In January, the Guardian became the first national newspaper to use recyclable packaging. As part of a pioneering move to reduce plastic waste, the Guardian’s print edition will no longer be sold in plastic packaging.
In an article published today, the team behind the project explains how they did it and what responses they received from readers. Richard Furness, managing director of reader revenue and publishing, says: “We are in a constant, inquiring conversation with our readers about what they’d like to see from us, and the genesis of this project really came from conversations with them in which they asked how we might adapt our product to be more environmentally friendly. We introduced polybagging about 20 years ago, but it was still plastic, and still not good enough.”
Mylene Sylvestre, director of publishing says: “It was actually our environment journalists who suggested we try potato starch – a material they had seen being used by the RSPB, the National Trust and others.”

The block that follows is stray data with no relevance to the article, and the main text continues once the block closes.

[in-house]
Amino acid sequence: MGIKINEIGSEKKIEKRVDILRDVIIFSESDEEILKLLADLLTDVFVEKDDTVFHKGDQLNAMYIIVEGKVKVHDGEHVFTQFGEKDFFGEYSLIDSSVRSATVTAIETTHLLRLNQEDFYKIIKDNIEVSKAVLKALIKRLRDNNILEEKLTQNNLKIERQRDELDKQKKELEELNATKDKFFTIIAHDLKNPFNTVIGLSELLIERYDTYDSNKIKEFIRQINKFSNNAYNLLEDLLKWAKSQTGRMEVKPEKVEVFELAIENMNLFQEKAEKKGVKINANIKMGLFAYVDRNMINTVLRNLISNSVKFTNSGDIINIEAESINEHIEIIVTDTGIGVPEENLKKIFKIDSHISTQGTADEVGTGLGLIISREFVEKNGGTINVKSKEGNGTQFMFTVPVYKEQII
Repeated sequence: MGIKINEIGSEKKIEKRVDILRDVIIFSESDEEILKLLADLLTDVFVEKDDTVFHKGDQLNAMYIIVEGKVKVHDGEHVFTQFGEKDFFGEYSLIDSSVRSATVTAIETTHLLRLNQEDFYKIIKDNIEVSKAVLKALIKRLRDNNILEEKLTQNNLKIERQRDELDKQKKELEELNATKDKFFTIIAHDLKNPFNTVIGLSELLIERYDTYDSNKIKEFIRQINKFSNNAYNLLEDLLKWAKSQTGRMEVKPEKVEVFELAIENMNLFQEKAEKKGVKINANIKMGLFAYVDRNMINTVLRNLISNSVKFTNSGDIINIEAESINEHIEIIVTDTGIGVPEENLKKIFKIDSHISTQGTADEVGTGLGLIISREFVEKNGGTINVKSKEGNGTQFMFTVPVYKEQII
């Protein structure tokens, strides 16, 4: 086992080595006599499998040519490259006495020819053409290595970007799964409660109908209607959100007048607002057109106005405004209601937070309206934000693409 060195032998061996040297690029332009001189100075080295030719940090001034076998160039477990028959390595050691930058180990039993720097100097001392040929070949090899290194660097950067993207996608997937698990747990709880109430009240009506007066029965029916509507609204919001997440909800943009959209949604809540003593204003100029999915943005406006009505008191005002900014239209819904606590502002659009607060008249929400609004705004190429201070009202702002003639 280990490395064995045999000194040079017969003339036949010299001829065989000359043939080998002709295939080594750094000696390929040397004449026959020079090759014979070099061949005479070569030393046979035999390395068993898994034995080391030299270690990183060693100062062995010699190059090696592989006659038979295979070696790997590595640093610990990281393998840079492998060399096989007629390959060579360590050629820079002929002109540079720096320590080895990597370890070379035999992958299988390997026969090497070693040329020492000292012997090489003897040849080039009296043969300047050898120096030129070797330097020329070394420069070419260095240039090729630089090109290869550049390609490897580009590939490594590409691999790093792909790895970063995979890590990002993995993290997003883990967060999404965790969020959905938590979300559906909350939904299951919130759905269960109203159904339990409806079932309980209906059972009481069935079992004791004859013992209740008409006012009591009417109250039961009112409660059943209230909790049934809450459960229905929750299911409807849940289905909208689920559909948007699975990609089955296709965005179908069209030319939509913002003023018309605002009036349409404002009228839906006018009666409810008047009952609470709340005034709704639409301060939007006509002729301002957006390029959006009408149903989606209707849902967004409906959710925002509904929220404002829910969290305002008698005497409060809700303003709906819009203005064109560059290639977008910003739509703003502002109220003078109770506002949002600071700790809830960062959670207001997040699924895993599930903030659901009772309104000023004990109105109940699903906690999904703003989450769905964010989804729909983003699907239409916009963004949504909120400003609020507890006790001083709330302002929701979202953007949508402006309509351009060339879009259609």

The material itself is called Bioplast 300 and is made using compounded potato starch, mixed with the other ingredients (biodegradable polyesters and additives). Bioplast 300 does not contain volatile or GM ingredients and is 100% biodegradable. The bio granules are extruded and blown into film, in the same way conventional plastics are made.
Mylene: “The response has been overwhelmingly positive. We didn’t have a huge PR drive around the new wrapper as it hasn’t quite yet been rolled out to all our readers, and so many people got in touch to say it had been a lovely surprise when they got to the newsagent. It made me laugh when one reader commented on Twitter that she thought this was “the most Guardian thing ever!”
Richard: “There has been a global reaction, as word has spread about the project online, with people sending us messages – often copying in their local publication and lobbying them to follow suit. Several publishers have been in touch to ask about our suppliers.”